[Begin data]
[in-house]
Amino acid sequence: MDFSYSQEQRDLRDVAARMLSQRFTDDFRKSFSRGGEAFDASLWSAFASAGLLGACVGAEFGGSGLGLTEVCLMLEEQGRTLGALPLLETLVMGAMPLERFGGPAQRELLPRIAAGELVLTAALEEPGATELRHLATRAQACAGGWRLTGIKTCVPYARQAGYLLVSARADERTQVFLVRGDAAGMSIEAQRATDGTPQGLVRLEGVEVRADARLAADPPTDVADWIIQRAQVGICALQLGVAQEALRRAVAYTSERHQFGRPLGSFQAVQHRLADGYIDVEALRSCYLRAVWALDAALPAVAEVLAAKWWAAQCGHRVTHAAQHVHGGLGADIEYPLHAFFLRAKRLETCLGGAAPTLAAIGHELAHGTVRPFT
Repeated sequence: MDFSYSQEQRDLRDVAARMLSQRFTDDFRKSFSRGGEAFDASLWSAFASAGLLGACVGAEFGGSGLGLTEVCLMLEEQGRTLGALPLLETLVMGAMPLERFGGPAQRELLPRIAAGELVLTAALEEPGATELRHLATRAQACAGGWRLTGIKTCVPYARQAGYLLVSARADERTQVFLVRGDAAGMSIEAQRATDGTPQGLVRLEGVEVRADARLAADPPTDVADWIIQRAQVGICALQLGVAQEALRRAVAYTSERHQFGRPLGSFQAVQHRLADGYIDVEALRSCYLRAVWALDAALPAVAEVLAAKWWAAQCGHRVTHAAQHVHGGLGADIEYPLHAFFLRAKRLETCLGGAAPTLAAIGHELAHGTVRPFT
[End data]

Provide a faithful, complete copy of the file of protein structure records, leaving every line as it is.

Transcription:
[in-house]
Amino acid sequence: MDFSYSQEQRDLRDVAARMLSQRFTDDFRKSFSRGGEAFDASLWSAFASAGLLGACVGAEFGGSGLGLTEVCLMLEEQGRTLGALPLLETLVMGAMPLERFGGPAQRELLPRIAAGELVLTAALEEPGATELRHLATRAQACAGGWRLTGIKTCVPYARQAGYLLVSARADERTQVFLVRGDAAGMSIEAQRATDGTPQGLVRLEGVEVRADARLAADPPTDVADWIIQRAQVGICALQLGVAQEALRRAVAYTSERHQFGRPLGSFQAVQHRLADGYIDVEALRSCYLRAVWALDAALPAVAEVLAAKWWAAQCGHRVTHAAQHVHGGLGADIEYPLHAFFLRAKRLETCLGGAAPTLAAIGHELAHGTVRPFT
Repeated sequence: MDFSYSQEQRDLRDVAARMLSQRFTDDFRKSFSRGGEAFDASLWSAFASAGLLGACVGAEFGGSGLGLTEVCLMLEEQGRTLGALPLLETLVMGAMPLERFGGPAQRELLPRIAAGELVLTAALEEPGATELRHLATRAQACAGGWRLTGIKTCVPYARQAGYLLVSARADERTQVFLVRGDAAGMSIEAQRATDGTPQGLVRLEGVEVRADARLAADPPTDVADWIIQRAQVGICALQLGVAQEALRRAVAYTSERHQFGRPLGSFQAVQHRLADGYIDVEALRSCYLRAVWALDAALPAVAEVLAAKWWAAQCGHRVTHAAQHVHGGLGADIEYPLHAFFLRAKRLETCLGGAAPTLAAIGHELAHGTVRPFT